The raging OA debates have been responsible for much of this polarization, most of which has been driven by STEM fields and journals. As new OA book programs begin to proliferate, the debates are very different. Here, in a market where there are no profits to be made, the concern is more about finding viable long-term business models. Monographs remained a vitally important vehicle for scholarly communication in certain fields, but the traditional closed model is arguably not serving any stakeholders well. OA is therefore not an end in itself, but potentially a means to find a more open and sustainable solution for this important scholarship. There are very real and important discussions underway about the intended and unforeseen consequences of such a shift, recognizing that new models should not damage the ways in which research is produced and shared. As a result, the discussions tend to be more pragmatic, and jettison much of the heated zeal that has characterized debates to date.
Clearly, there is no single future for university presses any more than for any other publisher. Many university presses (my own included) have at times sought to distance themselves from their institutions, but now that every budget line is under scrutiny we need to demonstrate the value we bring to our institutions and wider stakeholders in increasingly concrete ways. Like all established publishers, UK university presses must constantly look backward, attending to the products and processes of the past at the same time as gazing forward, preparing for the innovations that will define the future. It’s a challenging place for any organization, and the management literature is full of case studies of organizations that have failed to achieve the necessary breakthrough innovations. But it’s clear that a confluence of events have provided an opportunity for UK presses to reaffirm their value and role as a trusted alternative. Harnessing institutional support and goodwill will help, but success will depend on an ability to embrace disequilibrium and to build capacity to thrive in a constantly changing world.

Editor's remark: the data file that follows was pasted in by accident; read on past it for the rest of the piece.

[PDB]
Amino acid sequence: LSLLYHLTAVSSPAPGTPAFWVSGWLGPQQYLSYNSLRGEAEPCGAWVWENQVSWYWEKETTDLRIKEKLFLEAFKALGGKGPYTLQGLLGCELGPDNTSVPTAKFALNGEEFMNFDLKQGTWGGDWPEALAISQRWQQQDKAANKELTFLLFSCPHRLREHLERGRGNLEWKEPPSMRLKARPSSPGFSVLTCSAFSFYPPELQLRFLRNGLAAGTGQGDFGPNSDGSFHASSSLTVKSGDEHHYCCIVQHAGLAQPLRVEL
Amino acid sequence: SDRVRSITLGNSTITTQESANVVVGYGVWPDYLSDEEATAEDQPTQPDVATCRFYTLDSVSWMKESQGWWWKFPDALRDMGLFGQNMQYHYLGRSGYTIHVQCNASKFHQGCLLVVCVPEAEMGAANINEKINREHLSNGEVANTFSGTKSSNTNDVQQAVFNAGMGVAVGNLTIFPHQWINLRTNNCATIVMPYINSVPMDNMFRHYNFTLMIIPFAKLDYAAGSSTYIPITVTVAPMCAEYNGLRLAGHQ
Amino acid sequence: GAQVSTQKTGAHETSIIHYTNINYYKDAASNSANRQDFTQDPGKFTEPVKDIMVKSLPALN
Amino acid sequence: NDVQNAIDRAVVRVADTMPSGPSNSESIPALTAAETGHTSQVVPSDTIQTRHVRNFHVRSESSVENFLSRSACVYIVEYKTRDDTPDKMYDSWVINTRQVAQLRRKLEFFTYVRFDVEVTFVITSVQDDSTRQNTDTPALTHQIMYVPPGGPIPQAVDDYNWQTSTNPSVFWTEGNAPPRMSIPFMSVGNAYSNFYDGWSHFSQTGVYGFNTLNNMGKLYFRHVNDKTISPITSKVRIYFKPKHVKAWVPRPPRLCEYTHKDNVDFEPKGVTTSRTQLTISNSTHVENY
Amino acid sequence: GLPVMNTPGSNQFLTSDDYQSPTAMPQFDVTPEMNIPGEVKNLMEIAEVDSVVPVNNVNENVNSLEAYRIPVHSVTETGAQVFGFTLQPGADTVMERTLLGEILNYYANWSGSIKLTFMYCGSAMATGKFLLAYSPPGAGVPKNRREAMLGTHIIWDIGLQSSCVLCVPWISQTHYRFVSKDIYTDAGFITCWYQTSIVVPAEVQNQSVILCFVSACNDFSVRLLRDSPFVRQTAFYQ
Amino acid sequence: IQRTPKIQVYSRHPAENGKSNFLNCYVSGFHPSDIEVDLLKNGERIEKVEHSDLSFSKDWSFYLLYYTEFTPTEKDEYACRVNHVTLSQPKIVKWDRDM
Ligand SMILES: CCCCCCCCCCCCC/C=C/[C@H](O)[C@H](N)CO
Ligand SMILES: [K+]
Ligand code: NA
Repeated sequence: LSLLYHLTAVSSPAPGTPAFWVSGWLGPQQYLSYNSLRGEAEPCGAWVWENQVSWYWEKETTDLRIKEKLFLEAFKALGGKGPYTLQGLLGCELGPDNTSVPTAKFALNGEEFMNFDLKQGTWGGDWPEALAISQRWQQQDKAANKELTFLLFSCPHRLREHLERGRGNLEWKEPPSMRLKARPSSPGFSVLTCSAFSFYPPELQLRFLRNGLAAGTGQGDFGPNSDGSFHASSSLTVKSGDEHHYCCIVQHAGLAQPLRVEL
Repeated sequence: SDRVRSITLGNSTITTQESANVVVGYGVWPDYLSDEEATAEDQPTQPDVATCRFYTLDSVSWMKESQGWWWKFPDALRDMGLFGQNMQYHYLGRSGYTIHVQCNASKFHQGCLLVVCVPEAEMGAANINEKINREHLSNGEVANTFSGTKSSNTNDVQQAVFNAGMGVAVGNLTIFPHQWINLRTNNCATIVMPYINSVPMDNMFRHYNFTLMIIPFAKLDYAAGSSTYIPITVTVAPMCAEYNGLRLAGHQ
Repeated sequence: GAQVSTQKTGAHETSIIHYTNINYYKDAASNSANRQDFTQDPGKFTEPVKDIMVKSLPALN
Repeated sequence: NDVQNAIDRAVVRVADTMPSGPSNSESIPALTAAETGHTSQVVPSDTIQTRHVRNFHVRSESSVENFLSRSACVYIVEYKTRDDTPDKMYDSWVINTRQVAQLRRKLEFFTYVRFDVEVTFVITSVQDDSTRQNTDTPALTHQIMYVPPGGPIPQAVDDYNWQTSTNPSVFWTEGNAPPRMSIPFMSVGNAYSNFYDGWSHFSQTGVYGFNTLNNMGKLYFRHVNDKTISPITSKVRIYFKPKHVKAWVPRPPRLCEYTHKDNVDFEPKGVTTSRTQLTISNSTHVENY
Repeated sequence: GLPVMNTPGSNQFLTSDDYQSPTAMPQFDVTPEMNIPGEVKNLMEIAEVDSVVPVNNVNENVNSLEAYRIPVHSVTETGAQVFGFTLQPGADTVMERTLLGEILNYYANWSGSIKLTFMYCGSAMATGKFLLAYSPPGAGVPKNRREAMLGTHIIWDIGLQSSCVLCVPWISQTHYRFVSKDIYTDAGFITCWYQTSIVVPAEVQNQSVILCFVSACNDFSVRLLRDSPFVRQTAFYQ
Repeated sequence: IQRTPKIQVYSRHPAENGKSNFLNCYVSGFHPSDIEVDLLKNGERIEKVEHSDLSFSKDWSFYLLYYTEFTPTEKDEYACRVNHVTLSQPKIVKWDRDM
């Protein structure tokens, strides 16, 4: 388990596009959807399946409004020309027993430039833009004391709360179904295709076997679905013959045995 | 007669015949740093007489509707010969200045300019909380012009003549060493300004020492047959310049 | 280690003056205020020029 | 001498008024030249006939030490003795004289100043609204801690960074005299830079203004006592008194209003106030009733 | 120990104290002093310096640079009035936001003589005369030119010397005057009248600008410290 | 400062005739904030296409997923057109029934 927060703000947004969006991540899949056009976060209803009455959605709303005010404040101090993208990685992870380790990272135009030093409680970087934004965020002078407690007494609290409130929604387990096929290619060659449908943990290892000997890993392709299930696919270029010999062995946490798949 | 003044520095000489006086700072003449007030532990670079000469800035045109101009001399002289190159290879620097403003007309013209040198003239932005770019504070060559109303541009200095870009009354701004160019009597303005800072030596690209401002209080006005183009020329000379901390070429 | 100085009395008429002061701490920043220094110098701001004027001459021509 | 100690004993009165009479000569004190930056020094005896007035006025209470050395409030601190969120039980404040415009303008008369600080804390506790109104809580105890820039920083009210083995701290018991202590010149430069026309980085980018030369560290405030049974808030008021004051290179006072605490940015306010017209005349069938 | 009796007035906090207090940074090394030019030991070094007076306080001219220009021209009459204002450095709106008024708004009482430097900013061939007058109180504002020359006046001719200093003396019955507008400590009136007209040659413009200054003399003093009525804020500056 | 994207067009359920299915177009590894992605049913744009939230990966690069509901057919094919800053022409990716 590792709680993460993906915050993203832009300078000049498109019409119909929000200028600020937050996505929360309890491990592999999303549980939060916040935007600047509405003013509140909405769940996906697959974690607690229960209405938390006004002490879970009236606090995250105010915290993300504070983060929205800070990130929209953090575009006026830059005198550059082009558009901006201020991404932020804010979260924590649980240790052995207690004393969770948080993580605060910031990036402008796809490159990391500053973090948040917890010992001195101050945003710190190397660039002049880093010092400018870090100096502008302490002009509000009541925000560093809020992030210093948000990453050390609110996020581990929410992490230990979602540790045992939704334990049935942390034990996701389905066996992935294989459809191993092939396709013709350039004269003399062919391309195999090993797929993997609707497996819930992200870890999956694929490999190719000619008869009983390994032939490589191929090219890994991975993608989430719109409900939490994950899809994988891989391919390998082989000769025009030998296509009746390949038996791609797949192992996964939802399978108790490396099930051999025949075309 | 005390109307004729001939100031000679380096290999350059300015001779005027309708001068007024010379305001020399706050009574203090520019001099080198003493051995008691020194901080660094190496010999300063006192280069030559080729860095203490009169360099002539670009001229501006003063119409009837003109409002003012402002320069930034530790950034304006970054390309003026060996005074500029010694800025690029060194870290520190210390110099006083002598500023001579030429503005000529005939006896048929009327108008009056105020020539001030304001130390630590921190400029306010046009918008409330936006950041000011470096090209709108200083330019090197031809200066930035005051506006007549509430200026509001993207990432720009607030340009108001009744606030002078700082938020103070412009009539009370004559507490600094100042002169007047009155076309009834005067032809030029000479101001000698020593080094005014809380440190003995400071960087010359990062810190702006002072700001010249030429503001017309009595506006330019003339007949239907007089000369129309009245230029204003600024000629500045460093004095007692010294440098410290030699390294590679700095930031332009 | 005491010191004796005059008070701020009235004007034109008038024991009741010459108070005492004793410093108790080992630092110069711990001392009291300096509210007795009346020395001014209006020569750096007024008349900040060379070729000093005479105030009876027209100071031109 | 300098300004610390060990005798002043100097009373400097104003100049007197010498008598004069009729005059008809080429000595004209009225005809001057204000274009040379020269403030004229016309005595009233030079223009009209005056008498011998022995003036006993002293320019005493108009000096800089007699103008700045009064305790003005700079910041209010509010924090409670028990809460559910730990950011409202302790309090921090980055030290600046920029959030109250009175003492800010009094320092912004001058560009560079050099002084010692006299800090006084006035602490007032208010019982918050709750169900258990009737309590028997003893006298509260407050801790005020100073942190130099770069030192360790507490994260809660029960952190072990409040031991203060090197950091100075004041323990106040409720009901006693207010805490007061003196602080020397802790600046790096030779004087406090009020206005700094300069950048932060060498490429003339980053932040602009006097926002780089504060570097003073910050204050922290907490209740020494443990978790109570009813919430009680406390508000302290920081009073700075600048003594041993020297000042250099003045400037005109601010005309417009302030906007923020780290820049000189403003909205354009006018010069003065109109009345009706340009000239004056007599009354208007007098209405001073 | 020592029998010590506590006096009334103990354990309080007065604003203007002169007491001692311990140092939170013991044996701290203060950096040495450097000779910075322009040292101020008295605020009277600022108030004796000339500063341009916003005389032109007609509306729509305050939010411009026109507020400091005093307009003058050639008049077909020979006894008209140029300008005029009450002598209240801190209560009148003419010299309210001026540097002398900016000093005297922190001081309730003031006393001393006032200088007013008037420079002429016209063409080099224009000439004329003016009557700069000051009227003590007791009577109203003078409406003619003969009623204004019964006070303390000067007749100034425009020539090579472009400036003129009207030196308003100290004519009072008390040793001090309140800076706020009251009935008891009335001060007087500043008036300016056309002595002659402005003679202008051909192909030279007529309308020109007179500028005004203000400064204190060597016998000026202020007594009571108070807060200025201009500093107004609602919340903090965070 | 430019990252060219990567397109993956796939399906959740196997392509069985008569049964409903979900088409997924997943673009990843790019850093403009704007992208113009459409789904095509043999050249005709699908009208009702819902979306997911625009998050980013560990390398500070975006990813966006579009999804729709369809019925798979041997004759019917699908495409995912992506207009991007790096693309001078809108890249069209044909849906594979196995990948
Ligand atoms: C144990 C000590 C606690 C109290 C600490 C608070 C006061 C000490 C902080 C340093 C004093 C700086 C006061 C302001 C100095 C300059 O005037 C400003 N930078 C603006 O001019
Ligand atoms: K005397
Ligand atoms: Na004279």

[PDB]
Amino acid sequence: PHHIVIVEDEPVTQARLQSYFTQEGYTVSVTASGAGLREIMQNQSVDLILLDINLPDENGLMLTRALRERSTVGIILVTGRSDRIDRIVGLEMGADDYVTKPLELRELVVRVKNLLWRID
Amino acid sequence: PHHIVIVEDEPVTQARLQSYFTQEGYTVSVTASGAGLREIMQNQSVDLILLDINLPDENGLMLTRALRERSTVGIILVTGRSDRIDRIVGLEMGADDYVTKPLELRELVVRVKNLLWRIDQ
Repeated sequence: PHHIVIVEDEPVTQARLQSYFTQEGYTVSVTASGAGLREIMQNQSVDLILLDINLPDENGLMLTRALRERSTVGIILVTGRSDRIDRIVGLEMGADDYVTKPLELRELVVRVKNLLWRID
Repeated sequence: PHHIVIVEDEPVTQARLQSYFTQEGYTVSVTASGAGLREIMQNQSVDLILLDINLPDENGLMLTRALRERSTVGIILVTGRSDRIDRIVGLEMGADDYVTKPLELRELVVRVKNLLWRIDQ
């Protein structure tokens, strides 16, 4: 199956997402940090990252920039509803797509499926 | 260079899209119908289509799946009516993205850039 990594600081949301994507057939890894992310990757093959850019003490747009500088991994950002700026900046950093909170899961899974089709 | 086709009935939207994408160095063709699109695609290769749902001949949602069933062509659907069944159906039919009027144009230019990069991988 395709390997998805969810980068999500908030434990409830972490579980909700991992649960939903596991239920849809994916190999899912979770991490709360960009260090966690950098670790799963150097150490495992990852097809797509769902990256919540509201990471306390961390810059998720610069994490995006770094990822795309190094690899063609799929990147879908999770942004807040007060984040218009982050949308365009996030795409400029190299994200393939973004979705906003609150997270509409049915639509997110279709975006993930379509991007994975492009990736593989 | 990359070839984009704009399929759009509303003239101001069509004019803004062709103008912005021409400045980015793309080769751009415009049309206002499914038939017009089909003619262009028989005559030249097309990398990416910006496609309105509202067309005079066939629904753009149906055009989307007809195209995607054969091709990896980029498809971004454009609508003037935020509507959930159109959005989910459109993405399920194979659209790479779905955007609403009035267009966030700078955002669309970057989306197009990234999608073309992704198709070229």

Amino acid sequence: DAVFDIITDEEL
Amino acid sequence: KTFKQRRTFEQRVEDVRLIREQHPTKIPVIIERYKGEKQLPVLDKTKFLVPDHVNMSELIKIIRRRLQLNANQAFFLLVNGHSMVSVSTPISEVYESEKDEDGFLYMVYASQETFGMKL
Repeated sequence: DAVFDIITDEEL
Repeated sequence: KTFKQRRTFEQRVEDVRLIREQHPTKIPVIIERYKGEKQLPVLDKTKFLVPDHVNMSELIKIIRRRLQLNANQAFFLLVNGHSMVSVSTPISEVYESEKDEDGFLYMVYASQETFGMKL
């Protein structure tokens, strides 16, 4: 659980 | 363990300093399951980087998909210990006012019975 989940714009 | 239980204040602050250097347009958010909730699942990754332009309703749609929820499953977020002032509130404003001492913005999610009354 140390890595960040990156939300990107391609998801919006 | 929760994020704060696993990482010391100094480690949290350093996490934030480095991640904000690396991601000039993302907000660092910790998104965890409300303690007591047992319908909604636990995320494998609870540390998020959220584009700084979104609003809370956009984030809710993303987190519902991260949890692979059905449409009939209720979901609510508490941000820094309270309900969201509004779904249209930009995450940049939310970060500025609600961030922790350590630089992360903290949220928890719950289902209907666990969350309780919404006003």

(For more on the conference, check out Liverpool University Press’s #Storify)